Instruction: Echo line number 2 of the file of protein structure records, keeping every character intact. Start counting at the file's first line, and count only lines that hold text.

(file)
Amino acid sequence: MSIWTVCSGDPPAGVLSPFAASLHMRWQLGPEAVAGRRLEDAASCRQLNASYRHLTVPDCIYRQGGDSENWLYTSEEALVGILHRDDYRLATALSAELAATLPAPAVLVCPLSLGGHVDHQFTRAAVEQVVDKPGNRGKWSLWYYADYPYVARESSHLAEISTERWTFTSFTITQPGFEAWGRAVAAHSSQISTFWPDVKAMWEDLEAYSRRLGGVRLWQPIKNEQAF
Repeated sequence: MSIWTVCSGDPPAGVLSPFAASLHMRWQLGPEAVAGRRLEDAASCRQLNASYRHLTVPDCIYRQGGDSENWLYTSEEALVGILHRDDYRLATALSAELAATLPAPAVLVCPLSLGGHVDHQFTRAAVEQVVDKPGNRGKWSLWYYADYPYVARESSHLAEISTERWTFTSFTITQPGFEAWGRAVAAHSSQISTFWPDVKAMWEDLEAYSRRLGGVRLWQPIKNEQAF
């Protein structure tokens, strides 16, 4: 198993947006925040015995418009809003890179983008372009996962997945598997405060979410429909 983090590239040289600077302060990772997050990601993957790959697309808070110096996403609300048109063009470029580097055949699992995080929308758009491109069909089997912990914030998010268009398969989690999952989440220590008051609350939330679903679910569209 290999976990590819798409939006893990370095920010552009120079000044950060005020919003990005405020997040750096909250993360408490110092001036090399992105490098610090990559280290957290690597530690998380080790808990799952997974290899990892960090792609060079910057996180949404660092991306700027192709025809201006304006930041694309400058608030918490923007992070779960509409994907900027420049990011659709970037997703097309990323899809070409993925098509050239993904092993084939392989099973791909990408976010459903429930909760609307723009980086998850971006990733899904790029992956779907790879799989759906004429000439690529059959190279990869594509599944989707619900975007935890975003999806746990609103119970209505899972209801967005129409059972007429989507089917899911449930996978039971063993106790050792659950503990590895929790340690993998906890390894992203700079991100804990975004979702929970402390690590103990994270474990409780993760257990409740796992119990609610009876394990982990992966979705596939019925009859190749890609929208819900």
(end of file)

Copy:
Repeated sequence: MSIWTVCSGDPPAGVLSPFAASLHMRWQLGPEAVAGRRLEDAASCRQLNASYRHLTVPDCIYRQGGDSENWLYTSEEALVGILHRDDYRLATALSAELAATLPAPAVLVCPLSLGGHVDHQFTRAAVEQVVDKPGNRGKWSLWYYADYPYVARESSHLAEISTERWTFTSFTITQPGFEAWGRAVAAHSSQISTFWPDVKAMWEDLEAYSRRLGGVRLWQPIKNEQAF